The battle took place on 1/8/1814 near what is now Chalmet, LA. Hardened British veterans of the Peninsular Campaign in Spain fell by the score, including nearly 80 percent of a splendid Scottish Highlander unit that tried to march obliquely across the American front. Both of Pakenham’s senior generals were shot early in the battle, and the commander himself suffered two wounds before a shell severed an artery in his leg, killing him in minutes. His successor wisely disobeyed instructions to continue the attack and pulled the British survivors off the field. More than 2,000 British had been killed or wounded. The American loss was eight killed and 13 wounded. The Americans took 500 prisoners, but it was the sight of those on the field that made the deepest impression. William Lawrence, an American militiaman, later claimed, “I could have walked on the dead bodies of the British for one quarter of a mile without stepping on the ground.”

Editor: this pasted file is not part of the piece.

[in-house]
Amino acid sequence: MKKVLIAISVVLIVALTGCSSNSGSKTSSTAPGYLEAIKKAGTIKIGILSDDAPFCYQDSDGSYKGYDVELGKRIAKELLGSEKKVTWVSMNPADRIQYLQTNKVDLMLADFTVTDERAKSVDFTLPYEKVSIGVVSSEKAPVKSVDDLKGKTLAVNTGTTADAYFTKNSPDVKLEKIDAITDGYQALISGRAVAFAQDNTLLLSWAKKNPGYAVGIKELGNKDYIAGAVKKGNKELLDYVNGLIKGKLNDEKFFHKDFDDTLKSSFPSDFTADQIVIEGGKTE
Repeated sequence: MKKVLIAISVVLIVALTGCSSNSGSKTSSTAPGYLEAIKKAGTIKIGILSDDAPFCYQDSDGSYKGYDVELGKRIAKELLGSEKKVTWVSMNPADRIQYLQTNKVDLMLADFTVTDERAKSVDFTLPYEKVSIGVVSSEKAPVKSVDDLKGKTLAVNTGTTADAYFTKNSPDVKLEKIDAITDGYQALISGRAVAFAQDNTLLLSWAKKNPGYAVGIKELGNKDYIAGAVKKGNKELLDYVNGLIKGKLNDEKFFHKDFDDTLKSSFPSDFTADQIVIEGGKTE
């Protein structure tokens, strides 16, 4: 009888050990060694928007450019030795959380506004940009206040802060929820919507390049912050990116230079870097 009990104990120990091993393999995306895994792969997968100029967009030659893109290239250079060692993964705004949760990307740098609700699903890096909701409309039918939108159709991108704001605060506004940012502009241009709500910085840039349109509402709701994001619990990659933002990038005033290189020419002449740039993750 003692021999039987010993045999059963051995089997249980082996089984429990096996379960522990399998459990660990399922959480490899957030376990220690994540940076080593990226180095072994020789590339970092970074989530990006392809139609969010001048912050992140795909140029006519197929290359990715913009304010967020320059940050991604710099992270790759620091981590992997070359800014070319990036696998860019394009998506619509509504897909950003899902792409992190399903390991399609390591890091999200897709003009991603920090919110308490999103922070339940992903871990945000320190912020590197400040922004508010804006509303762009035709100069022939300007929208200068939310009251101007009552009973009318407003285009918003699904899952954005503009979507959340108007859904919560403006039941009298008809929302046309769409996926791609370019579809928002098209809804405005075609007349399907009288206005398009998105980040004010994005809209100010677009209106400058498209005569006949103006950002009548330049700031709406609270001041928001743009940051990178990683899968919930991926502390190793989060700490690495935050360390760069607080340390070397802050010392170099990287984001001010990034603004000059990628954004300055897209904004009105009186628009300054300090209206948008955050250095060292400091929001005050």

Multiple associated family members served in this battle including Captain John L Bond, and Lt. William Bond. They recruited several members of the clan and then reported to Fort Stoddard on October 26th.
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